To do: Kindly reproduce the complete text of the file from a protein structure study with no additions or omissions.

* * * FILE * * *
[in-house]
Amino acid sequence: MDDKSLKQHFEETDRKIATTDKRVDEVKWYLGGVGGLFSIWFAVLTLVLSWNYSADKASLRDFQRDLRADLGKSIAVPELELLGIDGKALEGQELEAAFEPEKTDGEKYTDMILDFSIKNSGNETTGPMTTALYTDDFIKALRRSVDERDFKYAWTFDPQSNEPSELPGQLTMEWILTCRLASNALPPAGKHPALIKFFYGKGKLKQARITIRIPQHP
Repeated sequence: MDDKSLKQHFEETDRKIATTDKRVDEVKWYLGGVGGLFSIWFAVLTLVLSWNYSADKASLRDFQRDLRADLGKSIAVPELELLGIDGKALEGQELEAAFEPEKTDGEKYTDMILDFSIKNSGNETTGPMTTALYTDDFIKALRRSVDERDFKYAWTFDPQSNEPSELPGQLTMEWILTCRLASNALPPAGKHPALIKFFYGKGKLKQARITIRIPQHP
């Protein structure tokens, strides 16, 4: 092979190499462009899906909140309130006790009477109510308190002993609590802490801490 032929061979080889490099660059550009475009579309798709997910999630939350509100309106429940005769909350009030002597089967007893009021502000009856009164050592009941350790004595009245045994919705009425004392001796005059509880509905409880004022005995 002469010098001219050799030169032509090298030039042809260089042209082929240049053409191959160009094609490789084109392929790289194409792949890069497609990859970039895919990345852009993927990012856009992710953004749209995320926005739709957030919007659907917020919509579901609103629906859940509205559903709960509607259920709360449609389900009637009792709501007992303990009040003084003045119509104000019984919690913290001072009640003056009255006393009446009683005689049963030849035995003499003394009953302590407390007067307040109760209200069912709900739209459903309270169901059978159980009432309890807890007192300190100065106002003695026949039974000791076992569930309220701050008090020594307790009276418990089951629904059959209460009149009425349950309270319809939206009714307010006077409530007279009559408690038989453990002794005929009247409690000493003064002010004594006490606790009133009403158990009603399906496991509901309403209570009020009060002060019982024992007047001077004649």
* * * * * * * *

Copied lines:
[in-house]
Amino acid sequence: MDDKSLKQHFEETDRKIATTDKRVDEVKWYLGGVGGLFSIWFAVLTLVLSWNYSADKASLRDFQRDLRADLGKSIAVPELELLGIDGKALEGQELEAAFEPEKTDGEKYTDMILDFSIKNSGNETTGPMTTALYTDDFIKALRRSVDERDFKYAWTFDPQSNEPSELPGQLTMEWILTCRLASNALPPAGKHPALIKFFYGKGKLKQARITIRIPQHP
Repeated sequence: MDDKSLKQHFEETDRKIATTDKRVDEVKWYLGGVGGLFSIWFAVLTLVLSWNYSADKASLRDFQRDLRADLGKSIAVPELELLGIDGKALEGQELEAAFEPEKTDGEKYTDMILDFSIKNSGNETTGPMTTALYTDDFIKALRRSVDERDFKYAWTFDPQSNEPSELPGQLTMEWILTCRLASNALPPAGKHPALIKFFYGKGKLKQARITIRIPQHP
């Protein structure tokens, strides 16, 4: 092979190499462009899906909140309130006790009477109510308190002993609590802490801490 032929061979080889490099660059550009475009579309798709997910999630939350509100309106429940005769909350009030002597089967007893009021502000009856009164050592009941350790004595009245045994919705009425004392001796005059509880509905409880004022005995 002469010098001219050799030169032509090298030039042809260089042209082929240049053409191959160009094609490789084109392929790289194409792949890069497609990859970039895919990345852009993927990012856009992710953004749209995320926005739709957030919007659907917020919509579901609103629906859940509205559903709960509607259920709360449609389900009637009792709501007992303990009040003084003045119509104000019984919690913290001072009640003056009255006393009446009683005689049963030849035995003499003394009953302590407390007067307040109760209200069912709900739209459903309270169901059978159980009432309890807890007192300190100065106002003695026949039974000791076992569930309220701050008090020594307790009276418990089951629904059959209460009149009425349950309270319809939206009714307010006077409530007279009559408690038989453990002794005929009247409690000493003064002010004594006490606790009133009403158990009603399906496991509901309403209570009020009060002060019982024992007047001077004649």